In addition, transparency ensures that your potential donors know just where their donations are going, to whom they are going, when they will get there, and how. A description of the entirety of this process bestows your organization (and your in-kind donation letter) with an air of truthfulness, good intent, and professionalism. It shows your recipients that your organization not only knows how to get the job done, but that it will.
Now that we have reviewed a few guidelines on how to make your in-kind donation letter appealing, you are ready to start writing it. Let’s go over some specific steps on how to make it pop.
How To Write In-Kind Donation Letters to Businesses
You can write an in-kind donation letter to anyone (for example, to individuals who have made in-kind donations to your silent auction), but when you have received large quantities of a good or an expensive service, you will most likely be writing it to a business.
Here are the steps to take when writing an in-kind donation request letter to a business:
First Paragraph: Introduction and Why The Donation Is Needed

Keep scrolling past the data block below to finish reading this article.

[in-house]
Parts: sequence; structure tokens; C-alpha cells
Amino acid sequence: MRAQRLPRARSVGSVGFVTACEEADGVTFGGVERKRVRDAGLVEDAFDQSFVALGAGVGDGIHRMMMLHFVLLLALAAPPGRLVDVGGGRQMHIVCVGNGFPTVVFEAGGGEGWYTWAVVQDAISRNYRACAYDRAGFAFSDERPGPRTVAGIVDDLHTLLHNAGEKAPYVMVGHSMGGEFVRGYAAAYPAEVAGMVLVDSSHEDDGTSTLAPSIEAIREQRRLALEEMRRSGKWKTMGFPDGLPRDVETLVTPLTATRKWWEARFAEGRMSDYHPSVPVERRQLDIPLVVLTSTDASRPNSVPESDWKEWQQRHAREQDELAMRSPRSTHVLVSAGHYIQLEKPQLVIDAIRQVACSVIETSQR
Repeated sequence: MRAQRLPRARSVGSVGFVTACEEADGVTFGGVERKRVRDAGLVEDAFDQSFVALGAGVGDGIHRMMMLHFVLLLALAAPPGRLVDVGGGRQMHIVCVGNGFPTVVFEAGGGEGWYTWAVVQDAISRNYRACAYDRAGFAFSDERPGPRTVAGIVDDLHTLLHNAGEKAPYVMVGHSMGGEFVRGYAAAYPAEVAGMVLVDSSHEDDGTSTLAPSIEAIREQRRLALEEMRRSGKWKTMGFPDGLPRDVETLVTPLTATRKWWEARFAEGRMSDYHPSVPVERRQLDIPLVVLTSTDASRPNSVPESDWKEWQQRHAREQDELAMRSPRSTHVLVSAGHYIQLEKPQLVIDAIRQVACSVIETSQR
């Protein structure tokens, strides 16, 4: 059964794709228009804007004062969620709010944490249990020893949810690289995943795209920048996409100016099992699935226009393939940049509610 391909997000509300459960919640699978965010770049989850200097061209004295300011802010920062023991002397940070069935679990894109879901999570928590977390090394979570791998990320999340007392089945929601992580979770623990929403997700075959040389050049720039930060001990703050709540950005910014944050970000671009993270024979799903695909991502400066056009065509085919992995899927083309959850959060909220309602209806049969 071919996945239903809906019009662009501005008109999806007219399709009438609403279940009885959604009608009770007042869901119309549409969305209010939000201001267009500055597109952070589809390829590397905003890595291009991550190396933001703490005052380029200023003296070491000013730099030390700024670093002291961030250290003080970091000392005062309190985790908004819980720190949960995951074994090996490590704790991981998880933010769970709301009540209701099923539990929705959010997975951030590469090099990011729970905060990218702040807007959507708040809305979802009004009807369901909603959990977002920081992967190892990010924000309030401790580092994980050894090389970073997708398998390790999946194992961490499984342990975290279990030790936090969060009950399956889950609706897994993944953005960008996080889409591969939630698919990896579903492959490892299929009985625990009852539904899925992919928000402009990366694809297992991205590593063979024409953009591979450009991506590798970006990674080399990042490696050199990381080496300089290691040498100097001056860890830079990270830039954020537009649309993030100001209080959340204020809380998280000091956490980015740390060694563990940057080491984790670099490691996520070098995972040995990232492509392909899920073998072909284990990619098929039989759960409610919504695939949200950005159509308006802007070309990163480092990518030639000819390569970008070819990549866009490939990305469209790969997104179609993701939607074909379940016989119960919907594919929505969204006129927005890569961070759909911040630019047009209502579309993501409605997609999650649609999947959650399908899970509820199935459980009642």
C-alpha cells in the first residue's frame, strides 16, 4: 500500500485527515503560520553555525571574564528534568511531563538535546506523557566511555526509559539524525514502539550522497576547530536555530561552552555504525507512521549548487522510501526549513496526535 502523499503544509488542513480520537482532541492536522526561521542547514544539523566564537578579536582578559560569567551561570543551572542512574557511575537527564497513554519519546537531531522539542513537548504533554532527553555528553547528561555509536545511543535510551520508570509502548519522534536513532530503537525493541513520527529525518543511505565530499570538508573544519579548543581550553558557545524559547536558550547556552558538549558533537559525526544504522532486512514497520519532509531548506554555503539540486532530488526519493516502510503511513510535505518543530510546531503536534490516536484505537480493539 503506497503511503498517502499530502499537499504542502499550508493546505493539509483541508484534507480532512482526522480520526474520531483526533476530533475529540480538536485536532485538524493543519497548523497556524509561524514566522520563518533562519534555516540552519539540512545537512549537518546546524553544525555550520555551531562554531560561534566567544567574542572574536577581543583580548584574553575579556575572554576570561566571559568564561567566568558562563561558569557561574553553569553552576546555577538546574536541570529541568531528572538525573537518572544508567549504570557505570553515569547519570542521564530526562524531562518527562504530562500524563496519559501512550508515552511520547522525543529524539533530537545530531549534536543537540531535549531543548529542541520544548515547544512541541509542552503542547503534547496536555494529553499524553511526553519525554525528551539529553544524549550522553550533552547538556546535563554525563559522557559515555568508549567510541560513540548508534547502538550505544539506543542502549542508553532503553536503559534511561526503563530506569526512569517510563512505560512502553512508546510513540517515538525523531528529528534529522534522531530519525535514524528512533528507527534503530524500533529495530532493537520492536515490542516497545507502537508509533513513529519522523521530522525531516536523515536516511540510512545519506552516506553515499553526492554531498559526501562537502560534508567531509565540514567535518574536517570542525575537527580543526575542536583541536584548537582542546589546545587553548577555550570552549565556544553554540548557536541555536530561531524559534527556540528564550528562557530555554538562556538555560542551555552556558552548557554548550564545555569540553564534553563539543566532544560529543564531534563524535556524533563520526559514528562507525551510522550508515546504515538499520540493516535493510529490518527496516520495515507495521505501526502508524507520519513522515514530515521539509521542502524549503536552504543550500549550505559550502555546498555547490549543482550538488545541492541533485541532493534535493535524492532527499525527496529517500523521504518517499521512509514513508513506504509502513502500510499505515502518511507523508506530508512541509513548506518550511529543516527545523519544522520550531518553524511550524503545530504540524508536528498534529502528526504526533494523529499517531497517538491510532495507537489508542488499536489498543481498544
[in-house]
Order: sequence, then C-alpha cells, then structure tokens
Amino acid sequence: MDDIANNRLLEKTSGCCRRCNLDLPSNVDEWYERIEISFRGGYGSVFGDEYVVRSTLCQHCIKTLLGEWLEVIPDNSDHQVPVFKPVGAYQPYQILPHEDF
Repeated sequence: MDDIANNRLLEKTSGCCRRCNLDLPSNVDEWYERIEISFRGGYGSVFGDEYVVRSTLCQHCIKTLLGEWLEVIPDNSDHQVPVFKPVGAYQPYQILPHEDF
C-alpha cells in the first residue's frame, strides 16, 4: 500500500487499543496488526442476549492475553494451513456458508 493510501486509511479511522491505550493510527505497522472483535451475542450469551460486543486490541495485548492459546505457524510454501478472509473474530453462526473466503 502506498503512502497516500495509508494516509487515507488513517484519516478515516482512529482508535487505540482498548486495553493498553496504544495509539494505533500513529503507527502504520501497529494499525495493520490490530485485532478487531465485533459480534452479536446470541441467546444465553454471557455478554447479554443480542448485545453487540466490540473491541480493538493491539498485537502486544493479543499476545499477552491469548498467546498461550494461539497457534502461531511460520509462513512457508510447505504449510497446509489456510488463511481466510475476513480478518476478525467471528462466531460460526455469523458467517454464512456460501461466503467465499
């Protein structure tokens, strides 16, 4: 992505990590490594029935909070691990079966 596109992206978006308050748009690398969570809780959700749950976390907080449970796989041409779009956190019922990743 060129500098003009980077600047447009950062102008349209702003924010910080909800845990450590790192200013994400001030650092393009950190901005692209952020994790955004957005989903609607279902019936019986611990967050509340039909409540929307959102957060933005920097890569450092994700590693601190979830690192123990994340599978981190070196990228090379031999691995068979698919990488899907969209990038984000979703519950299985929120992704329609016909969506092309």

Your first paragraph for an in-kind donation letter to a business will be about the same as any other donation letter.
Start by introducing your cause. If the business has donated in the past, the first paragraph is the perfect place to mention that. Bring up some relevant stats about the cause that highlight the scale of the problem.
Matthew is starting to type up his letter right now!
Your first paragraph should be your hook: something that draws the reader in and compels them to retain your message. Images and other visuals should go directly under the first paragraph and should accompany any information it holds. These images serve as an emotional reminder that your cause reflects a real-life issue and that action is required.
For example, let's say you run a women's shelter in downtown Chicago and you are seeking volunteers to provide your beneficiaries free legal counsel. The first part of your in-kind donation letter could look something like this:
The Downtown Women's Shelter of Chicago needs your help! Over 70% of women in our community are seeking refuge from domestic violence and need legal counsel. In the past, your company has graciously provided a few members of your organization to aid these women in extracting themselves from difficult living situations…"
Below this text, you could place a photo of a few beneficiaries at your shelter posing with volunteers from the hypothetical firm.
Second Paragraph: Specific Donation Request and Reason
The second paragraph of your in-kind donation letter is where you get down to the nitty-gritty. It is where you mention your specific donation request and the reason why that distinct service or product, as well as the quantity of it, is needed.
This serves two purposes:
- It reduces the action threshold.